On March 14, 2000, defense counsel Jimenez was not present at the hearing. The trial court then ordered him to appear for the defense on March 21, 2000, failing which it would appoint a counsel de oficio for the Almendras couple, to expedite the disposition of the case.[29]

On March 20, 2000, defense counsel moved to suspend proceedings in Criminal Case No. 6014-98-C pending the final disposition by the Court of Appeals of their petition in CA-G.R. SP No. 54343.[30] The prosecution was then given ten days to comment on the motion and the trial dates were moved anew to April 6 and 10, 2000 and May 10, 2000.[31]

On May 10, 2000, the trial court cancelled the scheduled hearing and reset new hearing dates for July 5, 12, and 19, 2000.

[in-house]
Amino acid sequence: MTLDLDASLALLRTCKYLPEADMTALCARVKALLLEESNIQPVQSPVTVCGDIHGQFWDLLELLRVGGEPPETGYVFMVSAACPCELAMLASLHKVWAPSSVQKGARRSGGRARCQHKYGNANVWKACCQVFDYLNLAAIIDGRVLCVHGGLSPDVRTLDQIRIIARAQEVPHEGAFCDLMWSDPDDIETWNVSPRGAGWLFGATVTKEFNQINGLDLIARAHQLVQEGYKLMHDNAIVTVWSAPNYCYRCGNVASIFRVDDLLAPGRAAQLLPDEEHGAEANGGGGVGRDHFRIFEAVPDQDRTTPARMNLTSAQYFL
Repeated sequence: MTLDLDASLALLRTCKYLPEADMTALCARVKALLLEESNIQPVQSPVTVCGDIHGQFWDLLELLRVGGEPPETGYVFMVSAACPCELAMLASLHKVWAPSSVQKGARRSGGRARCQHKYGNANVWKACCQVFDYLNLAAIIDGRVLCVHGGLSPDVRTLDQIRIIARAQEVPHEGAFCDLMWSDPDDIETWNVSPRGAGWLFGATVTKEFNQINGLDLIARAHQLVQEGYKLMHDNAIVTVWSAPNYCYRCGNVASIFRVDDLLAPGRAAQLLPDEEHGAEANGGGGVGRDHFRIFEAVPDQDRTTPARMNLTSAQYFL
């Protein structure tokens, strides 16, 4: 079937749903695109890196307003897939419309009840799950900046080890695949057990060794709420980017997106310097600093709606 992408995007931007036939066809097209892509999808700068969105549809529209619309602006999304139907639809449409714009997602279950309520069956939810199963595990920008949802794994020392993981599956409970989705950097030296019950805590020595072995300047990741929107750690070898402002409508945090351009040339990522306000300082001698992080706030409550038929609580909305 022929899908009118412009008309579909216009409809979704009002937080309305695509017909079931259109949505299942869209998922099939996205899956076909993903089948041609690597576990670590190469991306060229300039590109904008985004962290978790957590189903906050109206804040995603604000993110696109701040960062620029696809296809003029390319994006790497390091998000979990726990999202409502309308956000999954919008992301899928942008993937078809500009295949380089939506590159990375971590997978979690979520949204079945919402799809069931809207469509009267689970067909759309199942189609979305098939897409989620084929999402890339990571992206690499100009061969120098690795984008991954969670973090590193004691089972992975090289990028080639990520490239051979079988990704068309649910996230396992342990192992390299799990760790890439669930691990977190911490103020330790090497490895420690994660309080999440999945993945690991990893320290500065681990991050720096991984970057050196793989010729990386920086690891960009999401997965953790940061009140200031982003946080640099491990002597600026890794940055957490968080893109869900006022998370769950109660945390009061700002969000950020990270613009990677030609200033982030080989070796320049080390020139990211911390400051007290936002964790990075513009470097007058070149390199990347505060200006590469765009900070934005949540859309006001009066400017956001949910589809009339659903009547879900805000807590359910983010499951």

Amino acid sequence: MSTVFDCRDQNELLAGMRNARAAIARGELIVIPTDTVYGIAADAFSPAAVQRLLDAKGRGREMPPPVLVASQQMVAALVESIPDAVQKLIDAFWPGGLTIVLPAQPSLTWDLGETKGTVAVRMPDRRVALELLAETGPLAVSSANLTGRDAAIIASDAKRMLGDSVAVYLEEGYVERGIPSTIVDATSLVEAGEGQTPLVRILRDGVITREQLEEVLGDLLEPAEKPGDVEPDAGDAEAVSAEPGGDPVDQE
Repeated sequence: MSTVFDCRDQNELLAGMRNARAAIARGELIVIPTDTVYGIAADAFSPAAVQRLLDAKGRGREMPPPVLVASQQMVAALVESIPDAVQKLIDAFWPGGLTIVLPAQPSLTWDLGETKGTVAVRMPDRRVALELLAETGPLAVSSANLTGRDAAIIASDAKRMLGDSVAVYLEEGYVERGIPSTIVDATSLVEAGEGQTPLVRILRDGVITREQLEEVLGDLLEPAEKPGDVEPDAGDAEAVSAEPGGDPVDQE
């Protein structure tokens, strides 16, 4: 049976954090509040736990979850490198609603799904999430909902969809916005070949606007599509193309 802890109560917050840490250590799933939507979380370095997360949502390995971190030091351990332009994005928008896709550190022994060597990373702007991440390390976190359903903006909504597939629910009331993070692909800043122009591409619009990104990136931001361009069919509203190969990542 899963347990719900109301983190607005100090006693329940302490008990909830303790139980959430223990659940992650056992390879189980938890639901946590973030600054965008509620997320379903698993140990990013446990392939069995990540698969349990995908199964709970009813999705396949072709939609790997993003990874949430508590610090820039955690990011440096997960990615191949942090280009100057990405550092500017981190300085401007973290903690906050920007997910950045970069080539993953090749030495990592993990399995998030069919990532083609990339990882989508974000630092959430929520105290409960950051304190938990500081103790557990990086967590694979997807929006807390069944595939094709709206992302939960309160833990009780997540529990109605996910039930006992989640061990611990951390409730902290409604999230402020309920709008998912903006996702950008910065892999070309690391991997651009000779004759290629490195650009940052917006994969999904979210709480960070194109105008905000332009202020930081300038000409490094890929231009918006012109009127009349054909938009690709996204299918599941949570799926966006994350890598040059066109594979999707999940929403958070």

At the hearing of July 5, 2000, defense counsel again failed to show up. The trial dates were then moved anew to September 21 and 28, and October 5, 2000.[32]

When trial resumed on September 21, 2000, defense counsel was absent once again. The trial court then advised appellants to coordinate with their counsel to ensure his presence at the next scheduled trial date.[33]

On September 25, 2000, the defense moved that the trial court cancel the hearing set for September 28, 2000 to await the final disposition of CA-G.R. SP No. 54343 by the Court of Appeals.[34]

On September 28, 2000, trial resumed. Since defense counsel, Atty. Jimenez, again failed to show up, the trial court appointed Atty. Vicente Carambas of the Public Attorney’s Office (PAO) as counsel de oficio for the Almendras couple in the event counsel Jimenez was absent at the next scheduled hearing. The trial court also denied the defense’s motion of September 25, 2000. New trial dates were then set for October 5, 11, 12, and 19, 2000.[35]